Is Italian on the menu for tonight? If it is, you may want to take note of the following tips if you’re keeping an eye on your kilojoule intake. Italian food is loved by most people, but there is no denying that there are many energy dense ingredients in Italian, like breads, pasta, oils and sauces. The following tips will help you to make better choices when dining out.
√ Avoid creamy sauces (sorry, that does include carbonara and alfredo). Albeit delicious, these are high in fat and high in energy. Adding to this is the fact that they are served with pasta – another energy dense ingredient. This means that the dish will pack a punch in terms of calories.
√ Watch the cheese! If ordering a pasta dish, you can ask them not to put any additional cheese on top.
Anything that has cheese as one of the main components (e.g. parmigiana, lasagne, cheesy risotto) will be contributing a significant amount of kilojoules and fat to the dish.
√ Avoid fried foods. This is ‘frito’ in Italian. Fried mozzarella is a popular starter – this is a VERY energy dense way to start your meal. Others include fried calamari.
√ Swap creamy and cheesy sauces for tomato based sauces (Napoletana, marinara) – this will significantly reduce the fat and kilojoule content of your meal!
√ Ask for pasta or risotto dishes in an entree size
√ Choose grilled options like grilled fish, chicken, beef
√ Choose a vegetable or tomato risotto opposed to a creamy risotto
√ Pizza: limit yourself to only 2 pieces and accompany it with a side salad to fill up on. Avoid the fatty meats as toppings (e.g. peperoni) and opt for lean meats. Vegetarian or seafood toppings are ideal. Ask for less cheese to be added to the pizza! They always use much more than is necessary anyway. Choose a small size and a thin base – definitely not a base that is stuffed with cheese.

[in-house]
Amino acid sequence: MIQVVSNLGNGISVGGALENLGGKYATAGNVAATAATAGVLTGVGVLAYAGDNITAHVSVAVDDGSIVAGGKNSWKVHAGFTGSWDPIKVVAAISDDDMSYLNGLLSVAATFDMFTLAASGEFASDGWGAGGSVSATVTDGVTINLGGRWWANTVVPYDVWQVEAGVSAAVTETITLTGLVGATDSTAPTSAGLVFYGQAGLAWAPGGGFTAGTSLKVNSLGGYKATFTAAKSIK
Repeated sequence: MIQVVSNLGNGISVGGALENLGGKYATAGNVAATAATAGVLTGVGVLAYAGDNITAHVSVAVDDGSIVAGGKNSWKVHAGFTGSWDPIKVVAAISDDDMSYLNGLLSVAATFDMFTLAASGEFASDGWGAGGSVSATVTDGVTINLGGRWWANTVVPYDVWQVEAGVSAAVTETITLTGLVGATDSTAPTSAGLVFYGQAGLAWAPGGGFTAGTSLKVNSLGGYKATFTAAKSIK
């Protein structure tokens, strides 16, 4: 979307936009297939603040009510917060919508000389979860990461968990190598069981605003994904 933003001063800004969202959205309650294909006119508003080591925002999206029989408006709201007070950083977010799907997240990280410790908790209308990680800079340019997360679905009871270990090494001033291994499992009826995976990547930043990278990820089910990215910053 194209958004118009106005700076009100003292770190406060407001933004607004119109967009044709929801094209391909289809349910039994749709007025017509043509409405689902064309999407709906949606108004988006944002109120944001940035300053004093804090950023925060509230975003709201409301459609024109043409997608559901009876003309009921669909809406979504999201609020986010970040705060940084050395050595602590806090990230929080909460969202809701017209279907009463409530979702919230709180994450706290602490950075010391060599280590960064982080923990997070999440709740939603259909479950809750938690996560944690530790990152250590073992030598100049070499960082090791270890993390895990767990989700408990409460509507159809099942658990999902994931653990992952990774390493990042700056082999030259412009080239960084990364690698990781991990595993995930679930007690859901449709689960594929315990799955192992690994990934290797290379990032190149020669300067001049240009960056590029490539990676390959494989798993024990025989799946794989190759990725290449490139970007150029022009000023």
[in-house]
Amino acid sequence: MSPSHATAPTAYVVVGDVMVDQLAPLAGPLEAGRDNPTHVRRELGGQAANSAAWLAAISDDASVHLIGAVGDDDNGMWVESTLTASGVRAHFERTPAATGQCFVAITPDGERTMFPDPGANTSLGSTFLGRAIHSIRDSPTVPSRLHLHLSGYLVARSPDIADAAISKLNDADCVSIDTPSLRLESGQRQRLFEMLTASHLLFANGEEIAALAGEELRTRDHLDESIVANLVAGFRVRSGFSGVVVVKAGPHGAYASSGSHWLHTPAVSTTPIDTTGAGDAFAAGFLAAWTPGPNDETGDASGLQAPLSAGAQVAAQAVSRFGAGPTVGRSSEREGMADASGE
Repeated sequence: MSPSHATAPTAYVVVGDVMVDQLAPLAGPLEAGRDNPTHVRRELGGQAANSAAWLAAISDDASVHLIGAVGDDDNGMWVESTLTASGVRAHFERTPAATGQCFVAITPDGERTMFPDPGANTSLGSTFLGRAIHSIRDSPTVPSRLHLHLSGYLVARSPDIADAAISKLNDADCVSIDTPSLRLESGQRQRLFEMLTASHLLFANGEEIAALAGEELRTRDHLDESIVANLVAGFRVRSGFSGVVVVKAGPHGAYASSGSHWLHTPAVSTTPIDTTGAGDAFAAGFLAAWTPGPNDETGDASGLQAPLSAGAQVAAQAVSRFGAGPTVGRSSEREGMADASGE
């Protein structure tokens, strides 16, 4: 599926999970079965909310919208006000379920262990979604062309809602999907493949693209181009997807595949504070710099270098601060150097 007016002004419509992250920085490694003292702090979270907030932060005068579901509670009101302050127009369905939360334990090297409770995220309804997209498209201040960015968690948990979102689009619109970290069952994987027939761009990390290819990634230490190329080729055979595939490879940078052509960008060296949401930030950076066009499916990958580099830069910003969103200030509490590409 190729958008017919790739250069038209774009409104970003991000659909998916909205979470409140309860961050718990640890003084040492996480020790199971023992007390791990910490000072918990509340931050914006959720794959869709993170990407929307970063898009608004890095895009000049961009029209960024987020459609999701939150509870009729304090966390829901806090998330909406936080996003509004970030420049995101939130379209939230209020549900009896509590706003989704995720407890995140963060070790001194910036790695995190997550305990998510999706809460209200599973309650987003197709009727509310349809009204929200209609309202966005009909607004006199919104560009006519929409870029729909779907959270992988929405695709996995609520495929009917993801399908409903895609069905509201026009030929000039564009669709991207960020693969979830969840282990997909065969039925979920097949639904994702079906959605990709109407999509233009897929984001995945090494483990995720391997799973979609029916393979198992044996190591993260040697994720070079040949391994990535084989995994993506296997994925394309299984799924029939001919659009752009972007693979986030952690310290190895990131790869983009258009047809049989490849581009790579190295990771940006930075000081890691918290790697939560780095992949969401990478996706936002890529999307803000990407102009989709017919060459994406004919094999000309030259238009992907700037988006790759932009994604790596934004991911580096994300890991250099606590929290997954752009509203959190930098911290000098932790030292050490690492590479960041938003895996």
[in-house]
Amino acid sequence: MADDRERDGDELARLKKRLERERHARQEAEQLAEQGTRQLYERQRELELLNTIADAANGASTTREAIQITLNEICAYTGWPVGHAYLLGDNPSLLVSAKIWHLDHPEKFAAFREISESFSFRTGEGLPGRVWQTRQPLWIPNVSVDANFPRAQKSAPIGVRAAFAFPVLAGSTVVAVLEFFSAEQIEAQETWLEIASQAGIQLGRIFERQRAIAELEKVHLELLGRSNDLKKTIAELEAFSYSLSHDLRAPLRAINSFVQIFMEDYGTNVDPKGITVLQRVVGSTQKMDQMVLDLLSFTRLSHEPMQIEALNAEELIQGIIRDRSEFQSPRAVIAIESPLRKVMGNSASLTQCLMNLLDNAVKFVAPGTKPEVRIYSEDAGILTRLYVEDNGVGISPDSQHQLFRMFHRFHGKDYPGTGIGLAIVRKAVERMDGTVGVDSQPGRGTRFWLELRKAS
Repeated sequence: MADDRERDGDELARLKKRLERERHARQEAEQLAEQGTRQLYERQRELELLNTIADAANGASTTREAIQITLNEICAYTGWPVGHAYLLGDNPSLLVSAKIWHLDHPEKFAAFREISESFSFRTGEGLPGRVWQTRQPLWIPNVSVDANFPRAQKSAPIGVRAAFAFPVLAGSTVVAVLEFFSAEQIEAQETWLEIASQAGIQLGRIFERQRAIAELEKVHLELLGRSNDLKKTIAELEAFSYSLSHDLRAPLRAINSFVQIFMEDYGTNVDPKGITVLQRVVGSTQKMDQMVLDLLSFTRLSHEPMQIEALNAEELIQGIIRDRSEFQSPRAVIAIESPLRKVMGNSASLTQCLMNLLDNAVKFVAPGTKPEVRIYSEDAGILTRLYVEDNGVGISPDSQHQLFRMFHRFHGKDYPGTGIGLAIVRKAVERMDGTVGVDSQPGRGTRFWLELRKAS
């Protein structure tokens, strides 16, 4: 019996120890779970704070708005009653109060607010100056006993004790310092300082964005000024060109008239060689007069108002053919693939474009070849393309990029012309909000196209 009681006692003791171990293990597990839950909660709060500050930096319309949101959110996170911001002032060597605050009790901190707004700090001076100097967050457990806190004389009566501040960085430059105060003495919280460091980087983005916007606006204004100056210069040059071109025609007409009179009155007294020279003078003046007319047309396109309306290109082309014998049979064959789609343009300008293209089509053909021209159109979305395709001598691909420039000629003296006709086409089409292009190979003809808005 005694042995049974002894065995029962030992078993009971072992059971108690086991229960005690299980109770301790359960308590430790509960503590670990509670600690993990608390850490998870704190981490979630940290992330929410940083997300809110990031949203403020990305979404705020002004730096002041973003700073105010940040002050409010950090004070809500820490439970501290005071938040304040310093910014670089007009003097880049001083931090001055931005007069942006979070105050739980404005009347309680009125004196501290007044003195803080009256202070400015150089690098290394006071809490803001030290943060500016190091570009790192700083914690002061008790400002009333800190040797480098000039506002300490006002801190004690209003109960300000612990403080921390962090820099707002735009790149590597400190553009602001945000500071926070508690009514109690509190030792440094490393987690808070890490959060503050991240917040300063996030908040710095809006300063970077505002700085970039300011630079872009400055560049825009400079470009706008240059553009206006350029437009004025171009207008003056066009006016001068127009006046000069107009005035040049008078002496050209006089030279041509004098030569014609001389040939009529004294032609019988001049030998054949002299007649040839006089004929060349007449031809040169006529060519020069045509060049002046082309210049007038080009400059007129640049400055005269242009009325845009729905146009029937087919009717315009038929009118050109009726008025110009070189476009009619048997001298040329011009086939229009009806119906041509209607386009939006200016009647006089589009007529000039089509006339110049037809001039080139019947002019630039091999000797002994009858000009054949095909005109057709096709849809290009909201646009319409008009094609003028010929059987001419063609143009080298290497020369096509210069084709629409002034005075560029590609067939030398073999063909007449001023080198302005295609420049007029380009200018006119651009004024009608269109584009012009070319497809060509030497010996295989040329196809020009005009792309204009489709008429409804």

√ Avoid the antipasto platter. The cheeses and highly processed meats (pastrami, chorizo, salami, etc) are high in fat/calories and can be a meal itself. Even the vegetables have been marinated or drenched in oil, making them higher in fat, salt and calories.
√ Order a side salad with pasta or risotto dishes. You do not need to eat the huge portion of pasta/risotto that they serve you and this way you will be receiving some vegetables as well.
√ If you want to be really good, just stick to a salad. Ask for the dressing on the side so that they don’t smother it. Avoid the caprese salad – so much cheese! A chicken caesar salad with dressing on the side is a good option – even better if you ask for it without the bacon and fried croutons.
√ Consider Italian soups like minestrone – these are good options. Avoid any creamy soups. However, if you are watching your sodium intake, soup may not be for you.
√ Avoid desserts and opt for a coffee or tea. However, gelato, sorbet and biscotti are better options than tiramisu. As always, sharing is also a good idea.
√ Avoid garlic/herb breads. If complimentary bread is brought to your table, you do not need to eat it. Have bruschetta as a main instead of a starter.
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This article was written by our dietitian Belinda Elwin who is a Dietitians Association of Australia member and Accredited Practising Dietitian and Nutritionist.
If you have any questions about healthier eating out or nutrition related issues, make an appointment with Belinda today. We‘ll provide you with a simple and effective routine targeted to your concerns. Contact us today!